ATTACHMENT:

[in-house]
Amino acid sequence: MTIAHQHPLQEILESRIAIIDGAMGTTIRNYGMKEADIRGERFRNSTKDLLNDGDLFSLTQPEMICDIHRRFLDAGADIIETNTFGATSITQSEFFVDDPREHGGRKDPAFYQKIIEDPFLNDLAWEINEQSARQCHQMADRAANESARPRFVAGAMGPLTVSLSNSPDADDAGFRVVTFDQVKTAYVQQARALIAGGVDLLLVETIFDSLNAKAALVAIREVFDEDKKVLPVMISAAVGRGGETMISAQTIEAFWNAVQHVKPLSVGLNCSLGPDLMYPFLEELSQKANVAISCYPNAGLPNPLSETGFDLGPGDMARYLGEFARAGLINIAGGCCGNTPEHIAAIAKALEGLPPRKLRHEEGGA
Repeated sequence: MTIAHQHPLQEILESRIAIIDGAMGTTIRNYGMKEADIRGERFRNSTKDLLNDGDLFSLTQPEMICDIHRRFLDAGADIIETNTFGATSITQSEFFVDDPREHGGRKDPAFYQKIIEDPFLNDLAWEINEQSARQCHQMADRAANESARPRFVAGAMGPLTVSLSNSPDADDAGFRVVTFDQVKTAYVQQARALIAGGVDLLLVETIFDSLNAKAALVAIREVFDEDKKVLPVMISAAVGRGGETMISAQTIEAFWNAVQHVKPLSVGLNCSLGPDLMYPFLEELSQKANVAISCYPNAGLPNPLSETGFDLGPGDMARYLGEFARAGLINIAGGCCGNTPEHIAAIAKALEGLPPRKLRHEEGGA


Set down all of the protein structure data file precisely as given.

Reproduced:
[in-house]
Amino acid sequence: MTIAHQHPLQEILESRIAIIDGAMGTTIRNYGMKEADIRGERFRNSTKDLLNDGDLFSLTQPEMICDIHRRFLDAGADIIETNTFGATSITQSEFFVDDPREHGGRKDPAFYQKIIEDPFLNDLAWEINEQSARQCHQMADRAANESARPRFVAGAMGPLTVSLSNSPDADDAGFRVVTFDQVKTAYVQQARALIAGGVDLLLVETIFDSLNAKAALVAIREVFDEDKKVLPVMISAAVGRGGETMISAQTIEAFWNAVQHVKPLSVGLNCSLGPDLMYPFLEELSQKANVAISCYPNAGLPNPLSETGFDLGPGDMARYLGEFARAGLINIAGGCCGNTPEHIAAIAKALEGLPPRKLRHEEGGA
Repeated sequence: MTIAHQHPLQEILESRIAIIDGAMGTTIRNYGMKEADIRGERFRNSTKDLLNDGDLFSLTQPEMICDIHRRFLDAGADIIETNTFGATSITQSEFFVDDPREHGGRKDPAFYQKIIEDPFLNDLAWEINEQSARQCHQMADRAANESARPRFVAGAMGPLTVSLSNSPDADDAGFRVVTFDQVKTAYVQQARALIAGGVDLLLVETIFDSLNAKAALVAIREVFDEDKKVLPVMISAAVGRGGETMISAQTIEAFWNAVQHVKPLSVGLNCSLGPDLMYPFLEELSQKANVAISCYPNAGLPNPLSETGFDLGPGDMARYLGEFARAGLINIAGGCCGNTPEHIAAIAKALEGLPPRKLRHEEGGA